The phenomenon of capitalism is built upon a long exploitive history of colonial power relations that contributed to hierarchical Eurocentric knowledge systems. The positivist science-based economy extracts its wealth, and thereby power, by manipulating indigenous peoples, the poor, minorities, and the natural world. According to French philosopher Charbonnier (2013), scientific and technological innovations, colonialism, politics, and the evolution of the individualized Western self are considered seeds of global capitalism. Through the technological and philosophical revolutions of the Enlightenment, the subjective self succumbed to moral and spiritual restructuring within a perpetually objectified reality. Values of self-reliance arising in the Protestant Reformation compounded with scientific objectification, solidified the ascendency of modern individualization and self-responsible independence. The Western ontological lens defined reality as existing without the subjective experience, the mind separate and superior from the body and spirit (Taylor, 1989). The inability to perceive the basic unity of organism and environment, coupled with the rejection of the mystical experience, creates a dangerous alienation between humans and nature (Watts, 1968). Therefore, perceived objects of the world, including the Earth, biota, and human beings, are rendered available for industrious utilization, creating a perilous tension between humanity, economics, and the commodified cycles of nature.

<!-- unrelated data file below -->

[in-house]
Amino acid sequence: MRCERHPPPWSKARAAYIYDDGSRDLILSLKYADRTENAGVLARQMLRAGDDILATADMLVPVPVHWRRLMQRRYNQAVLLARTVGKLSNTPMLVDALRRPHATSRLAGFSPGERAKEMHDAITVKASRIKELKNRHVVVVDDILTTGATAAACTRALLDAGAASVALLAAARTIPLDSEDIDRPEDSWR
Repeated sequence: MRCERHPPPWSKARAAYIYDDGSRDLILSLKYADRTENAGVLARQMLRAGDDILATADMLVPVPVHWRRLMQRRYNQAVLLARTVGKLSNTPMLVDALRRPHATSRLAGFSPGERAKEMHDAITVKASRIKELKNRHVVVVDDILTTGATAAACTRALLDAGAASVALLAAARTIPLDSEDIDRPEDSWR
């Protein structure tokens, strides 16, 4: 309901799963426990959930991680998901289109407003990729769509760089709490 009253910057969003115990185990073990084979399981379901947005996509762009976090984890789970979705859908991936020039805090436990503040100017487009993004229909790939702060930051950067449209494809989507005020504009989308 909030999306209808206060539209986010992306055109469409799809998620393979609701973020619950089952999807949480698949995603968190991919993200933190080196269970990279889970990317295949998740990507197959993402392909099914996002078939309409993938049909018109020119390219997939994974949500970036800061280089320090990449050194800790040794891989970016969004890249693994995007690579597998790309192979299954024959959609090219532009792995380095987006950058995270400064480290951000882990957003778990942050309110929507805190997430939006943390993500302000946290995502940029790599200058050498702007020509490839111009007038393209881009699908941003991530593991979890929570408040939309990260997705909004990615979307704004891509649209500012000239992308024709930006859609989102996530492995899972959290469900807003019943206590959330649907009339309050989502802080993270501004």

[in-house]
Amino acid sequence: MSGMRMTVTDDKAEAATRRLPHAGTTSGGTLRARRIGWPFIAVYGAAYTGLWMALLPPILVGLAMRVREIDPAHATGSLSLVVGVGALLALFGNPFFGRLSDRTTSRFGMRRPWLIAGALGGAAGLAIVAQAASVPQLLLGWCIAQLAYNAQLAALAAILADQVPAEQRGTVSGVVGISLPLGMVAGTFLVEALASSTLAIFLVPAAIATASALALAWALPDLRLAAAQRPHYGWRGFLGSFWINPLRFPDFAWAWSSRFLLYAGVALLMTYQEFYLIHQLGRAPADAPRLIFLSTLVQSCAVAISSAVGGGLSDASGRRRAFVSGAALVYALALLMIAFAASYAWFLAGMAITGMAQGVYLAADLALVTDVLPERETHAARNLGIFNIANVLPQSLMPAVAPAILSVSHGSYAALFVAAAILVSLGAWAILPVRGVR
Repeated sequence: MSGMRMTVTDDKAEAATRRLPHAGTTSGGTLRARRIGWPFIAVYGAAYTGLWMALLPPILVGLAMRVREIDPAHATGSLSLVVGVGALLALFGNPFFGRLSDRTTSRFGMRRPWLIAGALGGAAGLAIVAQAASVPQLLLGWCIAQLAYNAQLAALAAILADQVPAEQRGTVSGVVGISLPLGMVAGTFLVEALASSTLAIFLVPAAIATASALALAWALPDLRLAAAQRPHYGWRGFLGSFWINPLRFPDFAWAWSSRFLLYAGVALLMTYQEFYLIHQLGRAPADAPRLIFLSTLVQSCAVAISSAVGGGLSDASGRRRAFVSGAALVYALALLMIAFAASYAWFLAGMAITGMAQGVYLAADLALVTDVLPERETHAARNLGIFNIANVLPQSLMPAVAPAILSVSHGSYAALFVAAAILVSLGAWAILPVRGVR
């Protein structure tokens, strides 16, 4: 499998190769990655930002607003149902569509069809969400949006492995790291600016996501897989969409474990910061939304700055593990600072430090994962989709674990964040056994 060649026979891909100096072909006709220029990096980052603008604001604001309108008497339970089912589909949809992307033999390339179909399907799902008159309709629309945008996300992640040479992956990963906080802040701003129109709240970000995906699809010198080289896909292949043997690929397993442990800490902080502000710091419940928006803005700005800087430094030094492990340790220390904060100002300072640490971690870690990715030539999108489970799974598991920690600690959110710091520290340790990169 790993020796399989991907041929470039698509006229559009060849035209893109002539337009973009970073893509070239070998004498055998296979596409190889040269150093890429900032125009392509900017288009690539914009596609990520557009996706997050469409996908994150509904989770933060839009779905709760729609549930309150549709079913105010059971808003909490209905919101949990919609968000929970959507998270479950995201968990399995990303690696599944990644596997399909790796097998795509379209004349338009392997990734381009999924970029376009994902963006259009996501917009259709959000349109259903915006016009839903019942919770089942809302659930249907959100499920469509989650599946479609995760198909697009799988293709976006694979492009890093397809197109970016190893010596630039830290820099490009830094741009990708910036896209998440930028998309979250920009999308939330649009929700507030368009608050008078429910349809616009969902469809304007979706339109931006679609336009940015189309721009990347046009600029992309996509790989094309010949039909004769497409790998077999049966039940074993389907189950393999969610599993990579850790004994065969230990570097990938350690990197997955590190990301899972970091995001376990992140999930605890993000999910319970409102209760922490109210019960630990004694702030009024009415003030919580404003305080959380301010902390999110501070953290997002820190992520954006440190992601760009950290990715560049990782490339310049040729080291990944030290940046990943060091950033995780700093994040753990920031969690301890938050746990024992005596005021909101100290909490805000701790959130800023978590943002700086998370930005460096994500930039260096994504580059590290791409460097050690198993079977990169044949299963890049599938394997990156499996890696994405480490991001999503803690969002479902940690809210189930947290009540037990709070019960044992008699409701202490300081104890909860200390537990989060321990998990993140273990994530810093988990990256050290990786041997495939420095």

The constraints on individual behavior inherent in a balanced relationship with the natural world were liberated by the Industrial Revolution, cementing the ascendency of humanity’s instrumental conquest over a mechanized universe (Charbonnier, 2013; Taylor, 1989; Watts, 1968). Accordingly, the trinity of time, labor, and capital are conserved through bypassing stewardship for nature and the workforce. Wealth is then accumulated by the depletion and degradation of natural resources, the exploitation of human labor, culture, and knowledge (Bromley, 2019). Thus, the evolution of capitalism has selected a hierarchical structure of “money managers” that profoundly control the lives of millions, determining who has personhood, and what constitutes as valuable (Bromley, 2019, p. 1), leaving modern society dependent on a system of never-ending production that is destroying the environment and eroding humanity’s primordial connection to spirit.